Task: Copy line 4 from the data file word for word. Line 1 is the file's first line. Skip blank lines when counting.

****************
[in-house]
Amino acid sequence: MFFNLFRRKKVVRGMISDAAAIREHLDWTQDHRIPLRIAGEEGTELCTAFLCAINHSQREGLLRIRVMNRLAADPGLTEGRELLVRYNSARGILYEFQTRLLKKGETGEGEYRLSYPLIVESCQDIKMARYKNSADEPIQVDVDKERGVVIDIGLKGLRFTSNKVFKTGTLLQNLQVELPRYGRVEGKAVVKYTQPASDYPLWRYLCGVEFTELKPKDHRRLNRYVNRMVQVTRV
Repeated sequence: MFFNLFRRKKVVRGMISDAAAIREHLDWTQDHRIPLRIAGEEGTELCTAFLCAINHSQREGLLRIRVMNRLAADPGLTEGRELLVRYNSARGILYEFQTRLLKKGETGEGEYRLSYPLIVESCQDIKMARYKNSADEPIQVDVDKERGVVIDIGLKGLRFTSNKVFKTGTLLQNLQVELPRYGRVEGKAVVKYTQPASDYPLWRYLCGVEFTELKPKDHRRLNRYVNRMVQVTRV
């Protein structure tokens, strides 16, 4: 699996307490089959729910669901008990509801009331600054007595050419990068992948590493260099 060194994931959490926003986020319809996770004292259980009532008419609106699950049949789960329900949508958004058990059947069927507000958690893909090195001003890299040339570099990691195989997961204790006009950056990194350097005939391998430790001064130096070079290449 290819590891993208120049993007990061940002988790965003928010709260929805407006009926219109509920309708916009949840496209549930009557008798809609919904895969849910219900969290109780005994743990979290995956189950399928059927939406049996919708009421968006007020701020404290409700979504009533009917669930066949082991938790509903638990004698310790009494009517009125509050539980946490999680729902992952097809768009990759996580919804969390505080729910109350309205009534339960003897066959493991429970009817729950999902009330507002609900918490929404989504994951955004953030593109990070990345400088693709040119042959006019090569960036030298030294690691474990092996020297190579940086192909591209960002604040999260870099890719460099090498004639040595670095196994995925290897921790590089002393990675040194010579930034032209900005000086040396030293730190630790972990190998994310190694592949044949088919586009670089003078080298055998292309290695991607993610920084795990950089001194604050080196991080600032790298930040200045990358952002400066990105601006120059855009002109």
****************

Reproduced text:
């Protein structure tokens, strides 16, 4: 699996307490089959729910669901008990509801009331600054007595050419990068992948590493260099 060194994931959490926003986020319809996770004292259980009532008419609106699950049949789960329900949508958004058990059947069927507000958690893909090195001003890299040339570099990691195989997961204790006009950056990194350097005939391998430790001064130096070079290449 290819590891993208120049993007990061940002988790965003928010709260929805407006009926219109509920309708916009949840496209549930009557008798809609919904895969849910219900969290109780005994743990979290995956189950399928059927939406049996919708009421968006007020701020404290409700979504009533009917669930066949082991938790509903638990004698310790009494009517009125509050539980946490999680729902992952097809768009990759996580919804969390505080729910109350309205009534339960003897066959493991429970009817729950999902009330507002609900918490929404989504994951955004953030593109990070990345400088693709040119042959006019090569960036030298030294690691474990092996020297190579940086192909591209960002604040999260870099890719460099090498004639040595670095196994995925290897921790590089002393990675040194010579930034032209900005000086040396030293730190630790972990190998994310190694592949044949088919586009670089003078080298055998292309290695991607993610920084795990950089001194604050080196991080600032790298930040200045990358952002400066990105601006120059855009002109």